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Mobile team checking in on homeless people in Renfrew County

Renfrew County's chief paramedic and director of emergency services Michael Nolan hopes this approach will help gain the trust of homeless people and connect them with supports they might otherwise not access. (CBC - image credit)
Renfrew County's chief paramedic and director of emergency services Michael Nolan hopes this approach will help gain the trust of homeless people and connect them with supports they might otherwise not access. (CBC - image credit)

In an effort to proactively offer health care and social services to its vulnerable population, a county just west of Ottawa is creating a special team to roam the county in search of people who are struggling with homelessness.

The team will include a paramedic, an addictions counsellor and a crisis worker, said Michael Nolan, Renfrew County's director of emergency services and its chief paramedic.

"They're going to be mobile on the streets, working with our known vulnerable population and building relationships so that those individuals have a greater chance of making choices," he said.

According to Nolan, the program is in response to a growing crisis in both homelessness and mental health-related cases in the county, as well as specific challenges facing the region.

With an area measuring 7,448 square kilometres, Renfrew County is the largest in Ontario. It also lacks an emergency shelter.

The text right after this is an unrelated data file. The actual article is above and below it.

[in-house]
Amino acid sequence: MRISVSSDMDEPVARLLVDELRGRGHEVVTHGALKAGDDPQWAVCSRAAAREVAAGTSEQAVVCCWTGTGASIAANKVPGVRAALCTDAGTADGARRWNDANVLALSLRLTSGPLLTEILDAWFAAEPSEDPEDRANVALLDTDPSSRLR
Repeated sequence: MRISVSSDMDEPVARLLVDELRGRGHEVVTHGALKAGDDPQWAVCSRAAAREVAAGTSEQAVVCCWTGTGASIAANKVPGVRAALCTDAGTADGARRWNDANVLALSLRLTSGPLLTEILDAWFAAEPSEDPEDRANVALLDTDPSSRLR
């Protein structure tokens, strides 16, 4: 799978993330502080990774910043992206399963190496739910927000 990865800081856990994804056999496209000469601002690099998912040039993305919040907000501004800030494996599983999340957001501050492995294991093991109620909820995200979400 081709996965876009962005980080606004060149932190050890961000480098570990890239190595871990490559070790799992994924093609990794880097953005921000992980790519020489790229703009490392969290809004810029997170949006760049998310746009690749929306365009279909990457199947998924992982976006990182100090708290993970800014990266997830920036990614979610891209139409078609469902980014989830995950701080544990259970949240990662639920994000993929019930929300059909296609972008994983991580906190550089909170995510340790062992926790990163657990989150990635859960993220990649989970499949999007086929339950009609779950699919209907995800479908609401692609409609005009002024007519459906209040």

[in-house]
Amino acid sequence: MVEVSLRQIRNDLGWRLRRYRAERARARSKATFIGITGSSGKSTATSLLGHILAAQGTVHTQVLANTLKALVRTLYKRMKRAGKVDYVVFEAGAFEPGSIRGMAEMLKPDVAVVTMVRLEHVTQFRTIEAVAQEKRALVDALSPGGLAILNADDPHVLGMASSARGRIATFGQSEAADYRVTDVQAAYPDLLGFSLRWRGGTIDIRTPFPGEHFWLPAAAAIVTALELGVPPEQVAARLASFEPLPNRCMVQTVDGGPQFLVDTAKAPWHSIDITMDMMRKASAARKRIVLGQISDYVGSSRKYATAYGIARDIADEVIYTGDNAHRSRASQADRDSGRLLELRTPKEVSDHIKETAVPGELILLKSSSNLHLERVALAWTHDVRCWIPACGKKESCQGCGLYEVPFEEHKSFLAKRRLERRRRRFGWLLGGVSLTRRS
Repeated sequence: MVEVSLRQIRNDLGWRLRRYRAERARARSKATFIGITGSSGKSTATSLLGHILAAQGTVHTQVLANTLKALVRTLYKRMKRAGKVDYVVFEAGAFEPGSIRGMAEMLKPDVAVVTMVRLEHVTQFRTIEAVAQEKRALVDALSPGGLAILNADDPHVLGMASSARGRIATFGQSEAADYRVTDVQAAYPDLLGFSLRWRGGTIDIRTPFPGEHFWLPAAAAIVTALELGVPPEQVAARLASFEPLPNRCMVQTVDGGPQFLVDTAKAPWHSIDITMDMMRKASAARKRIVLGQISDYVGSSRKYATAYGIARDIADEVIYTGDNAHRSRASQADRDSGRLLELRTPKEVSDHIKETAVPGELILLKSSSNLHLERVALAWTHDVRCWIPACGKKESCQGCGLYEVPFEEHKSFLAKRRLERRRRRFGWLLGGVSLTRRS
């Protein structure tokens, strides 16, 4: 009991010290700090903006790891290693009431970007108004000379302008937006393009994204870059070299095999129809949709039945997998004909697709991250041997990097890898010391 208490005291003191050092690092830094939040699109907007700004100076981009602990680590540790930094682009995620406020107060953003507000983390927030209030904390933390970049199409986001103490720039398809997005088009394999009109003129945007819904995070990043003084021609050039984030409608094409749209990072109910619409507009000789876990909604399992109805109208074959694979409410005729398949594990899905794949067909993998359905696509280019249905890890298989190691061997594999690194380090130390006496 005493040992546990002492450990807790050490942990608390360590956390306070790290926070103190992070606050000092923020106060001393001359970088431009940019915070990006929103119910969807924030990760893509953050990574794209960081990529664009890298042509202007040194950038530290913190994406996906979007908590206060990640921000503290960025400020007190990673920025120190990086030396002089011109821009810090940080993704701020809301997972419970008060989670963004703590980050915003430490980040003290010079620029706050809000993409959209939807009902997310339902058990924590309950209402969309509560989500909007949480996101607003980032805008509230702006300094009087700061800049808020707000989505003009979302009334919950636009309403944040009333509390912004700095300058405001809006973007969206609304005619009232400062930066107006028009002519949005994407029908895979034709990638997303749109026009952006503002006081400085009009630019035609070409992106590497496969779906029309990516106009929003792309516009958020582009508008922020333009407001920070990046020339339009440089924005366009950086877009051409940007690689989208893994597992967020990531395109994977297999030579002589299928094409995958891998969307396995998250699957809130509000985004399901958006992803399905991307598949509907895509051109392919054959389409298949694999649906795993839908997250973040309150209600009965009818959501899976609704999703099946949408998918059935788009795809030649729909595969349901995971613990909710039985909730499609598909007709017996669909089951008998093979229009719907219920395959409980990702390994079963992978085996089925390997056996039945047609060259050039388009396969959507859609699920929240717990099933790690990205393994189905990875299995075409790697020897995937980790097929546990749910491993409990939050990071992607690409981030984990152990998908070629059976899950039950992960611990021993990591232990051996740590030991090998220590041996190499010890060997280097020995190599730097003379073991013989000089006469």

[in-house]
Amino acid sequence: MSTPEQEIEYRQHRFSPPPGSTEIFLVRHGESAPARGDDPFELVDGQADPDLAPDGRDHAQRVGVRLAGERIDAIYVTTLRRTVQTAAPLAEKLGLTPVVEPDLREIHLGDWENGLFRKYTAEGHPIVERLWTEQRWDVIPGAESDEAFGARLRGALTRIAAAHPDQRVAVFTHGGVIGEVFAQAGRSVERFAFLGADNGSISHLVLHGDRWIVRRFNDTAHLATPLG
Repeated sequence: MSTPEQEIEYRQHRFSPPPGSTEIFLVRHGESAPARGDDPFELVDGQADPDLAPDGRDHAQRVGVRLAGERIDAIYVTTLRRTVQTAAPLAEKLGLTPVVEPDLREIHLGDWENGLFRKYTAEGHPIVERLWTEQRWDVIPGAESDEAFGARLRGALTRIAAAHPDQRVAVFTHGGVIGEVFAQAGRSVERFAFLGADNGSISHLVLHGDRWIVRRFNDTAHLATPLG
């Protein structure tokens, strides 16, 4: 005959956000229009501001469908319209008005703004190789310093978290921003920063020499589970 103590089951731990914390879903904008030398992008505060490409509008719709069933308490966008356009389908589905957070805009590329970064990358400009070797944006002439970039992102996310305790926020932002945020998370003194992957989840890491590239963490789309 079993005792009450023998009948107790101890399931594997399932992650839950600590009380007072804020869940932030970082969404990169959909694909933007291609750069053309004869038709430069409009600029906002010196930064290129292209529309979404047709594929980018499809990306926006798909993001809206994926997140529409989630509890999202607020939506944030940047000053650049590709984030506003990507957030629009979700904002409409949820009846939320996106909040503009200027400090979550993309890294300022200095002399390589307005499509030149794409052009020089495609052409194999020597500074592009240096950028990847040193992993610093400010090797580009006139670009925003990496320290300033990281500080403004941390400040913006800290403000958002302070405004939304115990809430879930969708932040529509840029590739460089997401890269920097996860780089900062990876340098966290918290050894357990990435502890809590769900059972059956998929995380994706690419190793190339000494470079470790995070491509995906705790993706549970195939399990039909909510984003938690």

As a results, Nolan said, the homeless population may not know who to turn to, or that services exist to help them address both their physical and mental health needs.

A new approach

Under this new approach, the team will be able to provide immediate wound care and health checks to clients on site, connect them to harm reduction programs if the client desires, and eventually offer them transitional housing options.

"It represents a change in thinking and how we engage with community agencies that are supporting vulnerable populations," Nolan said.

A list generated by the county of its homeless population contains roughly 100 names, Nolan said, though he figures that's less than half of the actual number since it's a challenge conducting an accurate survey over such a large area.

At The Grind in Pembroke, Tina Spurrell has witnessed first-hand how geography impacts the health of the county's vulnerable population.

The operations manager of the drop-in centre and community kitchen said she's had clients who've been offered an ambulance ride to the hospital, but who decline because they're worried how they'll make the trip back after they're treated.

"The initiative to go and meet people where they're at and to support them is paramount to a healthier lifestyle," said Spurrell. "We plant that seed and they begin to trust us and learn that the facilities we're offering are there for their benefit."

'Escalator model' of housing

While the team will address immediate health-care needs, the longer-term goal of the contact is to guide homeless people along what Nolan calls an "escalator model" of housing.

He said that might mean getting people off the streets or out of encampments and into transitional housing that includes social services, and eventually into an affordable unit they can rent.

This isn't the first time Renfrew County has changed its model to bring services to vulnerable people in their own space.

Since 2022, the county has given residents the option of contacting a community paramedic directly through a toll-free help line, thereby lowering the likelihood that higher-use populations will call 911 or go to the emergency department.